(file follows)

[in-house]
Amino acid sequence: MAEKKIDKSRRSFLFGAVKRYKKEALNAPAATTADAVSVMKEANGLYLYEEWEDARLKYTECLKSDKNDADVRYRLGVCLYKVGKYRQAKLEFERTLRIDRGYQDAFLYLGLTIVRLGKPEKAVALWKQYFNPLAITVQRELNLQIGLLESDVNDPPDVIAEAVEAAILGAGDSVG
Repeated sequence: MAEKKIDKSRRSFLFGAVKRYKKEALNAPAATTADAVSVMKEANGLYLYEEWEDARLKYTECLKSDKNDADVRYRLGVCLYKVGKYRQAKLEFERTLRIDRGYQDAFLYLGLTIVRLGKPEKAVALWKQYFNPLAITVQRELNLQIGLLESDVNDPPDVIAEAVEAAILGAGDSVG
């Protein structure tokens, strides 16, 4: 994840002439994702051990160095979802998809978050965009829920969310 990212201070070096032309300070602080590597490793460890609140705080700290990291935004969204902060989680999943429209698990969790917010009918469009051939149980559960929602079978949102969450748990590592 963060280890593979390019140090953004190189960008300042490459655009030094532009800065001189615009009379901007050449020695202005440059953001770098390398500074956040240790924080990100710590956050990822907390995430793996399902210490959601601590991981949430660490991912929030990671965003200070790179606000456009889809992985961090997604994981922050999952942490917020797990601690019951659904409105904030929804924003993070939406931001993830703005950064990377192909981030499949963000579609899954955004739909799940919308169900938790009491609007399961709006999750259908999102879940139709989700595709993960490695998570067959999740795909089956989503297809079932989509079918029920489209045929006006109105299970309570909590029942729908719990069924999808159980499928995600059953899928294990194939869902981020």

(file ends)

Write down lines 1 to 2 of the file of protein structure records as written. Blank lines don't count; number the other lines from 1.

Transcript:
[in-house]
Amino acid sequence: MAEKKIDKSRRSFLFGAVKRYKKEALNAPAATTADAVSVMKEANGLYLYEEWEDARLKYTECLKSDKNDADVRYRLGVCLYKVGKYRQAKLEFERTLRIDRGYQDAFLYLGLTIVRLGKPEKAVALWKQYFNPLAITVQRELNLQIGLLESDVNDPPDVIAEAVEAAILGAGDSVG